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Tito Perdue

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by Tito Perdue   

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Books by Tito Perdue
· Opportunities in Alabama Agriculture
· The Sweet-Scented Manuscript
· Fields of Asphodel
· The New Austerities
                >> View all


Literary Fiction

Publisher:  Four Walls Eight Windows ISBN-10:  0941423395 Type: 


Copyright:  1991

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An old man returns to his hometown and, dismayed at late 20th-century decadence, proceeds to punish some of the more egregious exemplars. He has the psychic ability to materialize his late beloved wife, the divine Judy, who appears in this author's other novels as well.

Barnes &
Thunder's Mouth Press

 Life, love, and the whole list.


More and more these days his thoughts were turning toward collecting together the good people and setting up a new-age monastery to be given over to agriculture and books. All his life he had wanted to be in the position of abbot and to have the authority to see to it that people lived out his theories instead of their own. Indeed, he had already laid out in imagination the fields, sheepfold, and the bee glade where Judy would hold sway. And book hoard, he would have the most amazing book hoard filled with the most amazing dark books...

... he could not honestly say he was not dreaming. His one great dread was that the sun with its famous warmth might come and bring him back to earth again.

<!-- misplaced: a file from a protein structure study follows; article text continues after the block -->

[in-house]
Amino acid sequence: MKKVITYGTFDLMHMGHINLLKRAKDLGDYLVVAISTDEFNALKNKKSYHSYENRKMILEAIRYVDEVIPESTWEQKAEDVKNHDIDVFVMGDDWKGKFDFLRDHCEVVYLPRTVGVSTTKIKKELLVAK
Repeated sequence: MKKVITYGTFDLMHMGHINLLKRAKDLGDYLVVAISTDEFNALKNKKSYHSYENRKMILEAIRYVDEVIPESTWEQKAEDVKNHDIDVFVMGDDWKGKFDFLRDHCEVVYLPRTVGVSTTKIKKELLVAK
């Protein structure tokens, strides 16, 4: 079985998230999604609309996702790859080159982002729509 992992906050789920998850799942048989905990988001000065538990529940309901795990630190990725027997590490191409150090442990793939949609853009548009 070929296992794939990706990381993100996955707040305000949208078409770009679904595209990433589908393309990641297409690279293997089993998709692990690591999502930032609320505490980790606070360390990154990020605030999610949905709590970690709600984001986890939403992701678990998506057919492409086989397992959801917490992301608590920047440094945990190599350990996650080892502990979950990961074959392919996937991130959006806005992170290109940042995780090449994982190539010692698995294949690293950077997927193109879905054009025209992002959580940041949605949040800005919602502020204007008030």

Professional Reviews

A Lost Art
Readers first met Lee Pefley as an old man who returns to his hometown resolved to chastise public nuisances with a stick. Tito Perdue's first novel, Lee (1991), took some reviewers by surprise: the elegantly crafted naivete seemed to strike a balance between Borges and (to my mind) Kenneth Patchen. What some of them seemed to miss is the obvious fact that Lee was the most reactionary fictional hero since Ignatius in John Kennedy Toole's A Confederacy of Dunces. Like Ignatius, Lee is a reader of old books but not the Latin fathers. It is the Greeks who inspired Lee with a vision of what human life might be like if we ever concentrated on growing finer instead of more human beings. Lee's historical model is the Spartan king who in old age went through the streets beating the people he met - a terrible offense in a society where only slaves, not free men, may be beaten. What Lee has grasped (and so few of us seem to know) is that most Americans in the 1990s are slaves by choice and deserve no better treatment... (From Tom Fleming's three page review in the December, 1996 issue of CHRONICLES MAGAZINE.)

Fiction Reviews
Lee, the protagonist of this first novel by Tito Perdue, is a fiercely misanthropic septuagenerian whose main characteristics are his love of Greek literature and his utter revulsion at other human beings... Its language is vitriolic and hallucinatory, yet surprisingly lucid, producing a portrait both exceedingly strange and troubling. (From a New York Times Book Review of November 24, 1991.)

In this, his first novel, Tito Perdue has managed to pull off the unthinkable - to take a character's rage and hatred and turn them into qualities that are, if not exactly worth our admiration, certainly due our respect... Written in a hallucinogenic, fragmentary style that bears comparison to Beckett and Faulkner, Lee is a stunning debut, an insistent eulogy for the intellect in these slack-eyed days of ignorance and bliss. (From a review in the Los Angeles Reader of Sept. 6, 1991.)

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